Tuesday, March 12, 2013

Review: Stokes Regional Guides

On March 26th, birders will be able to obtain regional editions of BirdingIsFun.com's own Lillian Stokes' acclaimed field guide. Just in time for Spring migration! My praise for their field guide from two and half years ago still stands firm which you can read here.

From personal experience, whenever I attend a public birding event, I often layout my entire arsenal of field guides. The Stokes field guide always gets the most attention and interest. People just love a photographic field guide that shows right amount of plumage diversity that we active birders need.

So what's new with "The New Stokes Field Guide to Birds" editions?

Portability - the "Big Stokes Guide" is a tank. It is a wonderful volume, but is too large to be considered practical in the field. The new regional guides are the perfect size and shape for tradition birding field use. Regional guides have the unique ability to help newer birders focus on birds more likely to be seen where they live.

Updated Information - since 2010, several common and scientific bird names have changed, sequencing on taxonomic lists have been modified, so too have maps*.

You can purchase The New Stokes Field Guide to Birds Eastern Region and Western Region for as little as $12.18 at Amazon.com.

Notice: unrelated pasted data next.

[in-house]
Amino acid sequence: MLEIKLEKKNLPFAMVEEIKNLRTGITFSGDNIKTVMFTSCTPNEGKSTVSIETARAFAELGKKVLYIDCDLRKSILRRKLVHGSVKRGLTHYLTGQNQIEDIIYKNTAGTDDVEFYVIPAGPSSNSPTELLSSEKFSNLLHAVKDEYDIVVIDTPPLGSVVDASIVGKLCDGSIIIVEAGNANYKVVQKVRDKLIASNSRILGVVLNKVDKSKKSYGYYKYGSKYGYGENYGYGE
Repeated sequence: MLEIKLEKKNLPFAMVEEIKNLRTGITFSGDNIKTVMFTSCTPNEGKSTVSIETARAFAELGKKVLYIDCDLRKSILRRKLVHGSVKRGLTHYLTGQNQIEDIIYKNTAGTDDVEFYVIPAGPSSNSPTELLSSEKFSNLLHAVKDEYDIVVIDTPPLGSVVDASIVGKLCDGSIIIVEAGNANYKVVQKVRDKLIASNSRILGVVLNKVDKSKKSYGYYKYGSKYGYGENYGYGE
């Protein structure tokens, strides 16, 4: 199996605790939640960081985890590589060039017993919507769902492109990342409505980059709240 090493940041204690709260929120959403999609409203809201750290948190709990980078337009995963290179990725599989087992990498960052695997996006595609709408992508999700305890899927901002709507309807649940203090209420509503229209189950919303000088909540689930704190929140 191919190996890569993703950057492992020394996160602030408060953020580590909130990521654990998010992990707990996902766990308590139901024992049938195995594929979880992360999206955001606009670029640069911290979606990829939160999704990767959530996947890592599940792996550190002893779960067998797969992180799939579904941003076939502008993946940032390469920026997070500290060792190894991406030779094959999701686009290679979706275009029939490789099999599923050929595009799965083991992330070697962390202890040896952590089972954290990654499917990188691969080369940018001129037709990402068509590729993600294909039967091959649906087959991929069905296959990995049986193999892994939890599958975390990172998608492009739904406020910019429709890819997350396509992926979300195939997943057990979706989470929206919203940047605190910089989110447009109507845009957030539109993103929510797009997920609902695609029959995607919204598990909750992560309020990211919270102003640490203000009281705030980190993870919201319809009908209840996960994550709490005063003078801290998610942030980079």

The next step in portability I'd love to see from the Stokes is an app for smartphone and tablet which would combine their amazing photos and description with their wonderful sound files.

*With all due respect for the work of Paul Lehman, pretty much the go-to bird map guy in North America, these maps are still behind the times. I'm sure there are complicated protocols for when to adjust a species range map that I don't understand, but my impatient generation wants real-time information. I'd still love to see someone openly state that eBird data contributed to updating their maps. Bewick's Wren is the first example I can think of in which map changes are almost two decades behind the times for my region of Idaho. Shoot, I'll make myself available to do the leg work for any field guide creator that would like me to consult eBird sightings data in preparing range maps for their guides.


  1. The "Big Stokes Guide" is one of my favorites! I'm with you on a Stokes smartphone/tablet app, Robert! Thanks for the review. I'm off to Amazon to check out the new Stokes regional field guides.

  2. Darn. I just bought the North America version. Should've waited for the western version. So far, I am enjoying the beautiful pics and useful identity info.

  3. Sherrie,
    Many people have told us, even though they own the North American Version, they are also getting a regional version for carrying in the field, because it is portable and lighter. Also, the North American guide has more rarities than the regional guides, because the extreme rarities were not included, so as to make the regional guides lighter and more portable.
    Lillian Stokes